The Need to Let Go in Order to Heal More

So, in all my naiveté, I thought, what worked before might work again. Music in my case. I had become very passionate about it in my teen years leading up to my High School graduation, then attending a private Jazz music school while I was still signed up for military service in my country, ultimately making a short professional career for myself playing clubs, resort hotels, casinos, discotheques. I was 23 and it was the 80-ies. I never made more money than in those days, I never had a better life and feel to it than then. Those were the days and they ain’t coming back.

25 years later, I thought trying to rekindle the passion for music and coming from a previous career in the IT industry, which had me burn out on the double stress of coping with C-PTSD and managing the manifold stresses of that particular work environment, was the thing to do to continue on a path of healing and possibly even come around from 100% disability, bankruptcy, poverty and overall isolation for not having the money to socialize. I collaborated with a US-based musician, who is well on his way of becoming a household name in Contemporary Jazz and Pop. I recently participated in a world premiere, starring an airbound pianist performing on his bright orange piano while being hoisted in the air by a helicopter. And from everything I was exposed to prior to, during and after that event, I now know for a fact that I can’t cope with all the crazy parameters prevalent in that particular environment. In fact, most of the artists are even more damaged and crazier than I had ever thought I was in my wildest dreams and darkest days. The feeling I get from their disorders is: Rage. As in: Can’t do. Simply can’t do. (I’m not talking about that airborne pianist, though – he’s a cool, likeable fella)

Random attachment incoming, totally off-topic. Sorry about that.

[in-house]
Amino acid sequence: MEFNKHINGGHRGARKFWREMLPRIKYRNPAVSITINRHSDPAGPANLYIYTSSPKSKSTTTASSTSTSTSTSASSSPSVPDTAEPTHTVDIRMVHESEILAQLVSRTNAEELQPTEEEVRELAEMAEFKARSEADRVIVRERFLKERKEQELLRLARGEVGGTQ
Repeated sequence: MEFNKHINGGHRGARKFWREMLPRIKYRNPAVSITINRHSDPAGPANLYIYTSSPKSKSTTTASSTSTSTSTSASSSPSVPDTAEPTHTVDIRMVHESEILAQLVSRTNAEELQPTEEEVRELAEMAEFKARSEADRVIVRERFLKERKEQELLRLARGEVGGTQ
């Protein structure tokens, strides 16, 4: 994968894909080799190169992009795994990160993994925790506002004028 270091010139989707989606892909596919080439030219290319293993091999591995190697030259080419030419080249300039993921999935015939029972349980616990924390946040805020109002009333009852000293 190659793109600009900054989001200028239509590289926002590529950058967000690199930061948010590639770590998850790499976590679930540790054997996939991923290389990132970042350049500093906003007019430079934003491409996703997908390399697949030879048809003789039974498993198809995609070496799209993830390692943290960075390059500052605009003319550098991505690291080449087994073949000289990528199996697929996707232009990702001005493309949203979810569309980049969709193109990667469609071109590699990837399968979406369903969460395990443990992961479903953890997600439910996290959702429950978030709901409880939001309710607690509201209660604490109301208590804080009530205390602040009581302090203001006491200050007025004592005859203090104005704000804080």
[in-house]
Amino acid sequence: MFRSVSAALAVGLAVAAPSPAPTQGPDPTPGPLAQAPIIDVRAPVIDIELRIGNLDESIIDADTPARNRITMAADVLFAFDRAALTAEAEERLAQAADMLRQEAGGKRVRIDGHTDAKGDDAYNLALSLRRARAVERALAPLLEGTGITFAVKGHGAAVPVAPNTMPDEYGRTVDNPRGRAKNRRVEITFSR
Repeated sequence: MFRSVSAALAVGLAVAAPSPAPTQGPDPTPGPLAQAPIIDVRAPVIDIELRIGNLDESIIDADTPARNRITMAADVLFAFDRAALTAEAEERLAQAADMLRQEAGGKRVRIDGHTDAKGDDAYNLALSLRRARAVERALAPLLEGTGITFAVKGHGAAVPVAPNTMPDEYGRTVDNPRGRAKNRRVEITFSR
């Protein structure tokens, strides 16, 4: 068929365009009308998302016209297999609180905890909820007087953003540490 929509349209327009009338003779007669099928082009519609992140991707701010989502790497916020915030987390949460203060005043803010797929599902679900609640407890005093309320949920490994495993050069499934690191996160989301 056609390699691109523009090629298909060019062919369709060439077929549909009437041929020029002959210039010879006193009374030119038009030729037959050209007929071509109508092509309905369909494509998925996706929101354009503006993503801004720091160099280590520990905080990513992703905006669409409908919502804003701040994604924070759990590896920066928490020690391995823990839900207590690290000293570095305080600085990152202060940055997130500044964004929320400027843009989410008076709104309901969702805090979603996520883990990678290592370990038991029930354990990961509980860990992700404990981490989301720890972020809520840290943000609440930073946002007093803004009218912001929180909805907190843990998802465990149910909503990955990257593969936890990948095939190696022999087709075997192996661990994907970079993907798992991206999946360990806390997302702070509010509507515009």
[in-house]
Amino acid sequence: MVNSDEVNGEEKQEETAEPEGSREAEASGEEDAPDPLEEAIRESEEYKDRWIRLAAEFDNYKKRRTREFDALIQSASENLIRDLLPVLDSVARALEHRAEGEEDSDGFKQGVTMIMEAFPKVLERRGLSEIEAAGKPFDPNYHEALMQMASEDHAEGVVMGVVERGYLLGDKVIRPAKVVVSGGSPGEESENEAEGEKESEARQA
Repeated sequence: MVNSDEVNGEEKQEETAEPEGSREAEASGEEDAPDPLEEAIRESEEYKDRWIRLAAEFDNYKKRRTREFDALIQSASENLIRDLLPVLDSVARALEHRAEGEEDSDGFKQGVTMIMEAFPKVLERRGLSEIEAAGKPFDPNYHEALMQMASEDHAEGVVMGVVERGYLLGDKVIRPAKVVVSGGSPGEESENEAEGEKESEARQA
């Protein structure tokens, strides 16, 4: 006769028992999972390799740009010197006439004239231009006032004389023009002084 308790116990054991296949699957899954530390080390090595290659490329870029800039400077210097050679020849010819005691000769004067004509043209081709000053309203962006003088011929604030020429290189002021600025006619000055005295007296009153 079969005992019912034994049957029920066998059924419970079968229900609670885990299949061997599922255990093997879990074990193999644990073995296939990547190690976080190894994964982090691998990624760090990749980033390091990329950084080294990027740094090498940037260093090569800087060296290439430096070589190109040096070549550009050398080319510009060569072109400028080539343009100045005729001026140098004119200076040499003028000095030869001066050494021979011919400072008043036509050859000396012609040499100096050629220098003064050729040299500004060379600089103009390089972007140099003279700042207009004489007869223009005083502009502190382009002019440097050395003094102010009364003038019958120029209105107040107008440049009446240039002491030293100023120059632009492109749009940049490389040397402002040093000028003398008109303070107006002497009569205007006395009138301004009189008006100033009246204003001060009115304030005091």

Which means: Coming back to music seems over for me. Actually, when I think really hard about it, my attempts of thinking I’d be best “accommodated” in that walk of life all harken back to the times when I felt more insecure about myself, actually felt like I had no right to feel anything, let alone have a right to defend myself and my feelings. In yet different words: The times when music felt good where the exact times when I was still under the impression that abuse was normal – when it’s not. Times, when boundaries were notoriously ignored and invaded on, times, when my “self” was that abused, invalidated, humiliated, scared lump of fear, trying to find shelter and safety when there was no such thing anywhere in sight (it still isn’t). Music and the respect I encountered for my talents was a place, where all of a sudden none of my history mattered any.

Today is a new day. I know my value. I know, I don’t have to apologize for being here any more. I know I didn’t do anything gravely wrong. Yes, I made mistakes, yes, I messed up a couple of times. But none of those “failures” were anywhere close to justifying abuse so horrible, it turned my elementary school friends away from my home, because they couldn’t bare to be an involuntary witness any more.

I had better grasped, understood and eventually applied the enormously liberating act of “letting go”. “Good riddance” to the past, “hello, dear friend!” to the present and future…


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